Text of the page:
UW-Madison exhibit has 'something new to say' about race and art

Gayle Worland, Wisconsin State Journal, February 4, 2023

When incoming museum director Amy Gilman first saw “Emancipation Group” on display at the Chazen Museum of Art in 2017, she reacted like many visitors: She stopped in her tracks.


The tabletop marble statue, created in 1873 by American sculptor Thomas Ball, felt distressingly out of context. The half-life-size work depicts an elegantly dressed Abraham Lincoln with the Emancipation Proclamation in one hand and the other hovering over a man freed from slavery, half-clothed, barefoot and crouching at Lincoln’s feet among broken links of chain.


That piece sparked an idea that turned into a multiyear, multimedia, cross-disciplinary and multicity project. One of the most public facets of that undertaking is “re:mancipation,” a new exhibition at the UW-Madison museum running through June 25.


 A video plays on a huge wall behind Thomas Ball’s “Emancipation Group” sculpture at the Chazen Museum of Art as part of “re:mancipation,” a new exhibition that looks at the intersection of museums and race.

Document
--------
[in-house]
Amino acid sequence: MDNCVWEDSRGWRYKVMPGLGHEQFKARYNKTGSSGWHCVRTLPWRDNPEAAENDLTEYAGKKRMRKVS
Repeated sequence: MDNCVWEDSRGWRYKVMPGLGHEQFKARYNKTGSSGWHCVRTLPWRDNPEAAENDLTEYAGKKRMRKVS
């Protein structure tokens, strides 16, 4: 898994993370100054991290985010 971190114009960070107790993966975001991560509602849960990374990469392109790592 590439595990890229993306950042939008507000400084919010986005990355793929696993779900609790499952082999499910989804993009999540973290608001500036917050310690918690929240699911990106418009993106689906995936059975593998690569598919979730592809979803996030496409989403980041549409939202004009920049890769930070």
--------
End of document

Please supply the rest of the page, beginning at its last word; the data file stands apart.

The “re:mancipation” exhibit is so significant that it likely will change the way the Chazen displays and educates students and the public about art, Gilman said.


Displayed at the museum since 1976, Ball’s “Emancipation Group” is a “difficult and problematic depiction of racial hierarchy in America,” Gilman said.

Through a two-year, collaborative process, “we’ve come to a place where we have something new to say  not just about the object, but about having a conversation about race, about how race is embedded in many of the objects that we have collected, and to think about systemic racism, which is so hard to talk about.”


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